If you are missing most of your teeth, or your dentist needs to extract most of them due to health issues, then you may think that your only option is dentures. After all, a single implant can cost thousands of dollars, so replacing so many teeth with implants may not be a viable solution.
However, many people prefer implants because they are aesthetically pleasing and permanent. Implants also prevent the loss of bone density in the jaw. Thankfully, you can opt for full-arch implants which are more reasonable than single-tooth implants.
What are full-arch implants?
Full-arch implants—sometimes known implant-supported dentures or all-on-four implants—are implants that support multiple teeth in either the maxilla (upper jaw) or mandible (lower jaw). As the name would suggest, all-on-four implants are four implants that hold about twelve teeth. Because implants aren't required for every tooth, full-arch implants are a much more affordable option for those missing the majority of their teeth.
Does it matter if you get four, five, or six implants?
Some full-arch implants may contain five or six implants for better stability. All-on-four implants are a good option if you've had gum infections in the past, as the implants are spaced further apart for better healing. All-on-four options are also more economical if you need to get a full arch replacement in both the maxilla and mandible.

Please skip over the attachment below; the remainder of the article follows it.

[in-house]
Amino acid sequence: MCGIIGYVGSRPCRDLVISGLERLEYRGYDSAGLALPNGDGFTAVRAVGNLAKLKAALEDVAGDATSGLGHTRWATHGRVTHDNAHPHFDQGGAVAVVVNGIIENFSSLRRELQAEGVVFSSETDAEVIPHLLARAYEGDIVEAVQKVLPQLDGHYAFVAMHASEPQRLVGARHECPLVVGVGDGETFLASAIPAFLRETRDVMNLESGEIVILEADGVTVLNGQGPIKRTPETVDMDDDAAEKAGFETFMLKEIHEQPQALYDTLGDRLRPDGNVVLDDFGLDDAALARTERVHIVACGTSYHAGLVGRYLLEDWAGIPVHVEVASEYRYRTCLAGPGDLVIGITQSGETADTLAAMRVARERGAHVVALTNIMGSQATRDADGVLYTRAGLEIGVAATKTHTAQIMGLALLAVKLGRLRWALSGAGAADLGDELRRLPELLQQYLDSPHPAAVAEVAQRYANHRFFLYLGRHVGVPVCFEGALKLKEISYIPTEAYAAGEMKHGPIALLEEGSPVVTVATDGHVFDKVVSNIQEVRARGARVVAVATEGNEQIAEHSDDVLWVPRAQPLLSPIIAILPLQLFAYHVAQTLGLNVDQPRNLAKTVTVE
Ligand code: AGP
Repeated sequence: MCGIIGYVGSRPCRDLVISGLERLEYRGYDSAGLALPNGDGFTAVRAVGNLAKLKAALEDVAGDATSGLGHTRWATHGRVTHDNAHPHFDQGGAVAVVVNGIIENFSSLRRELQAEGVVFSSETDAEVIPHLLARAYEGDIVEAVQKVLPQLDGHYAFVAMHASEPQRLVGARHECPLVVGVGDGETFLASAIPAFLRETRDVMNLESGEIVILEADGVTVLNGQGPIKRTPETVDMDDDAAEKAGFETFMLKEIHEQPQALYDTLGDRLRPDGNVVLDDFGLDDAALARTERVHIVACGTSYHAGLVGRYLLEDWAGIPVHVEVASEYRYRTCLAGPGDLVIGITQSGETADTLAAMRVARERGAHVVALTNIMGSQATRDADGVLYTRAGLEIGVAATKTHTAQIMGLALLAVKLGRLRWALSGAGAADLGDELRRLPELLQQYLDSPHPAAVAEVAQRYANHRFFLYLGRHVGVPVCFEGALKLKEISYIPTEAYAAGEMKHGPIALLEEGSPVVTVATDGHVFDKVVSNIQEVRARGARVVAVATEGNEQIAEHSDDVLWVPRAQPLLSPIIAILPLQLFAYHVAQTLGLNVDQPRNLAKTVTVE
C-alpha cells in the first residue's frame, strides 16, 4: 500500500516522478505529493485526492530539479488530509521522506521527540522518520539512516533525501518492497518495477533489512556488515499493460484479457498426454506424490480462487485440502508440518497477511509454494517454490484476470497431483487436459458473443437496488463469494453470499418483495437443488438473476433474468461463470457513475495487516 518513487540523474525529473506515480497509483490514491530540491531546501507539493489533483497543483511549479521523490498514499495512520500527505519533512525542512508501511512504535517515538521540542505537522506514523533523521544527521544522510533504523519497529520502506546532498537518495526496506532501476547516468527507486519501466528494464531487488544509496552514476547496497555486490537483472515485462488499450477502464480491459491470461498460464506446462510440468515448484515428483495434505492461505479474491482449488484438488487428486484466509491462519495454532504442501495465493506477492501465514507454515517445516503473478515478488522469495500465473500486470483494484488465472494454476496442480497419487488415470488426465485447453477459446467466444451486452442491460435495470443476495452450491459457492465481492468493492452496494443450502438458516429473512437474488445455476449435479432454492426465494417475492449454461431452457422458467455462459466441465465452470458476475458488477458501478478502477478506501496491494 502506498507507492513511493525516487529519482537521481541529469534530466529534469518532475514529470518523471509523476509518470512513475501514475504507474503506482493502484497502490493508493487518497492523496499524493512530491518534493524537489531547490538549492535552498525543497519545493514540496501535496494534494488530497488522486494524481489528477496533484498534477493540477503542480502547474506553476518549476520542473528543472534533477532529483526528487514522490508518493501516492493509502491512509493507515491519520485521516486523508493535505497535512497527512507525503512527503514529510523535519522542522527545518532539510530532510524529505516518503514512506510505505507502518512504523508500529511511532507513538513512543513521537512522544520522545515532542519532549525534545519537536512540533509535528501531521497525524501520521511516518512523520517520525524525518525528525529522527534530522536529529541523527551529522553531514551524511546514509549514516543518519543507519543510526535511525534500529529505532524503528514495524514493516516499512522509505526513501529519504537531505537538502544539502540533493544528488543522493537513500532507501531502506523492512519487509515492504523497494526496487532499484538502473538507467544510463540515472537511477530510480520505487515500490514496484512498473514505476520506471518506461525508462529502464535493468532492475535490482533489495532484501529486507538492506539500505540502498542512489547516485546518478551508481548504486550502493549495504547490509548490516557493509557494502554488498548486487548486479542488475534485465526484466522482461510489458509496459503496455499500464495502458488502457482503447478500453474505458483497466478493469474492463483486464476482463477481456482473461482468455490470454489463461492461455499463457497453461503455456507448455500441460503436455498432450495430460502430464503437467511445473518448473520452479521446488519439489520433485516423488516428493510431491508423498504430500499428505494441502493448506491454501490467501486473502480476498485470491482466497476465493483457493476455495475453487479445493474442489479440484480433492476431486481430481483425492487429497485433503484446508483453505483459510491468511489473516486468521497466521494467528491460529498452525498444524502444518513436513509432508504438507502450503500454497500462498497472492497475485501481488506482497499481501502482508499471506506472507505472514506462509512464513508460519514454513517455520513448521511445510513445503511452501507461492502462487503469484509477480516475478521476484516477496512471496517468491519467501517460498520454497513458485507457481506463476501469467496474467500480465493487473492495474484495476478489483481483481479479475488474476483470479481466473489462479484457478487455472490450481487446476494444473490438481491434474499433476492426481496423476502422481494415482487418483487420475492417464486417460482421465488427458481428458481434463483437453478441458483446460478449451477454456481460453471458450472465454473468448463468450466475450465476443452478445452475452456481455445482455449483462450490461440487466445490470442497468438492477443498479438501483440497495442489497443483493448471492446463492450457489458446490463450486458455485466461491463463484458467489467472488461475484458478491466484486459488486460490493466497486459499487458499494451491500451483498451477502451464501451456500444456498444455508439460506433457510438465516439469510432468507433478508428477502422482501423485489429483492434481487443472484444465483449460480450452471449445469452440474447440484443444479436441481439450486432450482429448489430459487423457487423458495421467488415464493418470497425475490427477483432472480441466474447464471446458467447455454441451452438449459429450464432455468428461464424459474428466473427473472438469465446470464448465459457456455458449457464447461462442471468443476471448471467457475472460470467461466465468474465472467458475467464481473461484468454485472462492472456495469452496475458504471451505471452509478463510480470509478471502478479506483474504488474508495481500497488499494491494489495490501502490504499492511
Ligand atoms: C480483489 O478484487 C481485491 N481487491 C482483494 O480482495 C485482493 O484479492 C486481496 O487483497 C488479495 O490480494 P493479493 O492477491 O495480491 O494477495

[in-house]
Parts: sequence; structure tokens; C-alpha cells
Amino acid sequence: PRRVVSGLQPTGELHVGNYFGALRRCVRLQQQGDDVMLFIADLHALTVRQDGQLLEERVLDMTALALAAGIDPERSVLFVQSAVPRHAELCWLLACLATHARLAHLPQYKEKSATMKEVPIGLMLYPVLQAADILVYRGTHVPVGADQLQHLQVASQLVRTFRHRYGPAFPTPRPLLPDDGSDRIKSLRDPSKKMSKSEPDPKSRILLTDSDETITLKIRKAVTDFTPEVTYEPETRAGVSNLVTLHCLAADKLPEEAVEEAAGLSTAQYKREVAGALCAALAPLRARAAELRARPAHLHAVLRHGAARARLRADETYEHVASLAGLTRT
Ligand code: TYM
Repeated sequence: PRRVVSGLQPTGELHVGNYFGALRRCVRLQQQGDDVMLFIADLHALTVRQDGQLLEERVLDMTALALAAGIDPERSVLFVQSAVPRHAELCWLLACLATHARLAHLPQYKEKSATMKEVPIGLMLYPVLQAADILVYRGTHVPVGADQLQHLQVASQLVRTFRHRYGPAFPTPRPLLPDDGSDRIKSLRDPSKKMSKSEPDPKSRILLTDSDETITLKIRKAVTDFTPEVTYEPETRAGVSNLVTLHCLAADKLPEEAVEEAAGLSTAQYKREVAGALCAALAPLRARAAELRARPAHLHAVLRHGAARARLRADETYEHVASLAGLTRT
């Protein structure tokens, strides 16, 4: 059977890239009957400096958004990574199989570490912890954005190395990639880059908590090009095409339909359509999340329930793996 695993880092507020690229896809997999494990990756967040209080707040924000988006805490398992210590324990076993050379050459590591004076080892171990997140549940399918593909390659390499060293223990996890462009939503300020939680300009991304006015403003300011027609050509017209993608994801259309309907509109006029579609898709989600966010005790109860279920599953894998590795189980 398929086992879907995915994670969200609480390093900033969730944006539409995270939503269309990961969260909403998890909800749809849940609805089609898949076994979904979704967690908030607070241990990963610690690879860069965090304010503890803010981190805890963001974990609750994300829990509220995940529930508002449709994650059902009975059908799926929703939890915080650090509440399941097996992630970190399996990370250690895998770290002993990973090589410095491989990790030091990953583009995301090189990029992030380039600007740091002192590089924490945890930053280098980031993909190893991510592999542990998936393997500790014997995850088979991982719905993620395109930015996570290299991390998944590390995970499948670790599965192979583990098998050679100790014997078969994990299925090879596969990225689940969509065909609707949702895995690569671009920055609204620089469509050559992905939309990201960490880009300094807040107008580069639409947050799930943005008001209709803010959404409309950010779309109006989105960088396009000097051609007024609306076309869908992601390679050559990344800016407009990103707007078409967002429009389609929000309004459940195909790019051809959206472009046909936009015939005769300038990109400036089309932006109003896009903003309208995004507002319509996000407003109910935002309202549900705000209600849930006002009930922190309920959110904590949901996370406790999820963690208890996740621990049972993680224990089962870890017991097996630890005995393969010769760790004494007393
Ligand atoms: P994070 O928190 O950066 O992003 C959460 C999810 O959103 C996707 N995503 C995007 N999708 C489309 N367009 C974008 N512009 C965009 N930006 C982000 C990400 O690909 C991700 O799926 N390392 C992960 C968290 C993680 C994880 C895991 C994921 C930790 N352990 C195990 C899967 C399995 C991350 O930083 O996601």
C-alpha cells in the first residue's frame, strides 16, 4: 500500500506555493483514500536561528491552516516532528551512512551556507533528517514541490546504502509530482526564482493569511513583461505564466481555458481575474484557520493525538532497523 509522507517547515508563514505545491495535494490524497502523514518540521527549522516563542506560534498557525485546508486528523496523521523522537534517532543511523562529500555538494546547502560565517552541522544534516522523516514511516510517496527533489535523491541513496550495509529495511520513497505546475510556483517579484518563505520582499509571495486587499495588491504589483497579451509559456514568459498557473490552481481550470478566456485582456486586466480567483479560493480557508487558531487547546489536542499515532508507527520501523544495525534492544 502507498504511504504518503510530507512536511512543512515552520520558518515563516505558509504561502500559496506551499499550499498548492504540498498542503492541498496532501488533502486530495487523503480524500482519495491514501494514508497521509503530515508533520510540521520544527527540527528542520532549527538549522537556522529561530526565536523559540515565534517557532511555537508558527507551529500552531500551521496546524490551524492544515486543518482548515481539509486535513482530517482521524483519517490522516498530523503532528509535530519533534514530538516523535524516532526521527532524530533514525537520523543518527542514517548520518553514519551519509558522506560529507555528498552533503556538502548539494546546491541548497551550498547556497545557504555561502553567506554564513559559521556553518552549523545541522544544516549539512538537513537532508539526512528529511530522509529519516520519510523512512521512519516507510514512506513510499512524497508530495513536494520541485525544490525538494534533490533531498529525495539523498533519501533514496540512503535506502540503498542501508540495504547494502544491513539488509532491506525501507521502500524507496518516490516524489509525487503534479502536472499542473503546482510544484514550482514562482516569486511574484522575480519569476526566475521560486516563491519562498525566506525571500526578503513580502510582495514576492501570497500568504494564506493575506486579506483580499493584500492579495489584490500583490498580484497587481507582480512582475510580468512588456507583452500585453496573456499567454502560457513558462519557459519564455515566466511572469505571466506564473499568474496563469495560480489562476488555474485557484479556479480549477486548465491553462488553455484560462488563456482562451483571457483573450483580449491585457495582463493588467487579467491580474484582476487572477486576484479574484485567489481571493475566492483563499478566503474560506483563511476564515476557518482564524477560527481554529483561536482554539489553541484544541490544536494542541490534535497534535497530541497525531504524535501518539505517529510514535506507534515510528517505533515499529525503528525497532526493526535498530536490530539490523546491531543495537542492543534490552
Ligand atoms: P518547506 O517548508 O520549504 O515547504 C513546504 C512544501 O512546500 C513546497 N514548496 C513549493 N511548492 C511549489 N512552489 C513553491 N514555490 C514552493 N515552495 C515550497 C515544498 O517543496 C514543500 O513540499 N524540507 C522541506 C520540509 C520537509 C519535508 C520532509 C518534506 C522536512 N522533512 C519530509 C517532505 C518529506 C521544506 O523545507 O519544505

Are there any contraindications?
If you smoke, your dentist may have you stop temporarily, as this habit can constrict blood vessels. When vessels constrict, your body can't bring enough nutrients and fresh blood for proper healing. If you have an illness, like diabetes, you may also need to get your glucose under control before the dentist will operate on you since it can take longer for the bone to heal. Implants generally have good success rates, so be sure to follow your dentist's recommendations for any issues you may have.
How can you mentally prepare for the procedure?
Again, full-arch implants have numerous benefits, but you need to be ready for this physical change. Proprioception, or the ability of one to sense the orientation of his or her body in space, can be diminished temporarily after implant placement. People struggle with proprioception in terms of speech. As your tongue contacts the hard palate, you may find that you struggle with "D," "N," and "T" sounds. This is normal and should not be cause for alarm. Your body will adjust to the prosthesis and crowns.
You also need to be prepared to improve your hygiene care and possibly change your diet. If you ate a lot of sugar in the past, it's a good idea to start reducing your sugar intake. Sugar can decay any remaining teeth, thus affecting your bones and increasing your risk of fractures in the implants. Lastly, although the implants are very strong, you need to be careful with what you eat similar to dentures and other restorations. This means you shouldn't chew hard candy or eat highly sticky foods, like taffy.
For more information on full-arch procedures and full-arch maintenance, contact a dental office like Laguna Hills Prosthodontics today.